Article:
On August 13, 2007, The Cape Breton Post published an article about EPIC, Barry and the Donner Foundation award nomination.
Below is the photo and text of the article by Chris Shannon, CB Post reporter:
Society founded by North Sydney man is a finalist for a national award
North Sydney — A non-profit society that assists young, motivated learners by providing the resources and support system they need to enhance their education is getting national recognition.
Educational Program Innovations Charity (EPIC) Society, based at the Southside Learning Centre* in Sydney, is a finalist in the child care services category for the Donner Foundation Awards for Excellence in the delivery of social services. The awards will be presented in Toronto on Oct. 19.
North Sydney resident, Barry Waldman is the founder and supervisor of the society.
After wading through the award application process, he was pleased to hear the society had made it on to the short list when it was officially released Aug. 2.
“We’ve felt all along that there have been substantial results for the program,” Waldman said from his home, Tuesday.
“There are lots of tutoring programs out there and there are lots of mentoring programs, but most of the ones that we’re familiar with that try to combine both fall on the wayside. They just have a difficult time sustaining funding over a long period of time.”
EPIC, which used to be known as the Youth Peers Program**, at one time depended on federal government funding to provide its services to youth, but it now receives annual grants from the Law Foundation of Nova Scotia.
Waldman said the foundation has been a constant champion of helping youth through difficult times in their lives, whether its due to social or academic reasons.
“That’s our bread and butter support. It seems to be a pretty stable source (of funding) and they are very pleased with what we do so that looks like it’s going to be ongoing,” he said.
Young people between the ages of eight and 18 have to be referred to the society through 20 different agencies from Island Community Justice, the Cape Breton-Victoria Regional School Board, the Children’s Aid Society of Cape Breton-Victoria, and Addiction Services among others.
During the school year, they attend an after school program one day a week at the Southside Learning Centre* where they are paired up with a slightly older person who acts as their mentor/tutor. The volunteers are high school and university students who the young person can look up to for guidance.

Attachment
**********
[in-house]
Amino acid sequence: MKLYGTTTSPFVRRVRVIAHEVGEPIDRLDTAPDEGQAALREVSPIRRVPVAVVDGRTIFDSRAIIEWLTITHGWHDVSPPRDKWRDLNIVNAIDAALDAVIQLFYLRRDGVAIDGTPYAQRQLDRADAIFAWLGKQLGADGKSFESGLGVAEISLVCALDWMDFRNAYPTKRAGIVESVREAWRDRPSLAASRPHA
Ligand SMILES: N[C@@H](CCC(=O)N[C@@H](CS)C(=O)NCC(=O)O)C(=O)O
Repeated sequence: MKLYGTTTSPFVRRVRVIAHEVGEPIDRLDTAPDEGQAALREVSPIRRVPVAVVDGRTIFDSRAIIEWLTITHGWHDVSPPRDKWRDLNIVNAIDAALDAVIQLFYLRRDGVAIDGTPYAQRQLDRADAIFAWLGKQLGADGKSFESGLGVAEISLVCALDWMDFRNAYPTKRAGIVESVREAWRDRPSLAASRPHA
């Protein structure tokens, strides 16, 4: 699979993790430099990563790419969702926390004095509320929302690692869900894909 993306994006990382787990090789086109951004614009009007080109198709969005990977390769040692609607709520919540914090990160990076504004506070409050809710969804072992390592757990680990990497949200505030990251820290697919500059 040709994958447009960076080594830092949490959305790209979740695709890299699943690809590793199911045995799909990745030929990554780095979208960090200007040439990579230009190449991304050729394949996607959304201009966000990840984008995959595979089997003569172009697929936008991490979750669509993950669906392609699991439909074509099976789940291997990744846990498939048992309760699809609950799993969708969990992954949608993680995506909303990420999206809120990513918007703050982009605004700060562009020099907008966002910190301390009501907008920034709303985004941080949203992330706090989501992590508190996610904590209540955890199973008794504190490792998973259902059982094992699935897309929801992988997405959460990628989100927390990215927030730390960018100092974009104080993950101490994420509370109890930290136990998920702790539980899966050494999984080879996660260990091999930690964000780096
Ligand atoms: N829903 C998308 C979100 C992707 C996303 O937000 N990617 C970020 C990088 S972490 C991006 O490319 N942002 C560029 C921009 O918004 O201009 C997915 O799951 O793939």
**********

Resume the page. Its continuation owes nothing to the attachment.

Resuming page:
The 2.5 hour session begins with an hour of school work followed by an hour of socializing through educational games, art or music. A half-hour snack break is sandwiched between the two activities.
“We find there is an unusual level of receptiveness that develops in the kids because they are being helped by a cool kid, by someone else they look up to and that’s similar to them and talks something like they do,” Waldman said. “In the very least case it’s a positive experience for the kids. And for the most substantial case it seems to be life-changing.”
There are 28 non-profit groups nominated in nine categories for the Donner Awards, of which more that 600 groups applied.
The winner in each category receives $5,000 and the top prize given out is the William H. Donner Award for Excellence worth $20,000, which is presented to the highest performer overall.
EPIC is one of only two non-profits from Atlantic Canada nominated. The other is Alice Housing of Dartmouth, nominated in the provision of basic necessities category.
Thank you, Chris for an excellent article.
* EPIC is not based at the Southside Learning Centre. EPIC’s Youth Peer and Parents PEACE Programs are located in the Ashby Complex along with the Southside Learning Centre (run by the School District) and several other community agencies. This space is donated to EPIC as an in-kind contribution from the Cape Breton-Victoria Regional School Board. Other than the location, there is no association between the Southside Learning Centre and EPIC or its programs.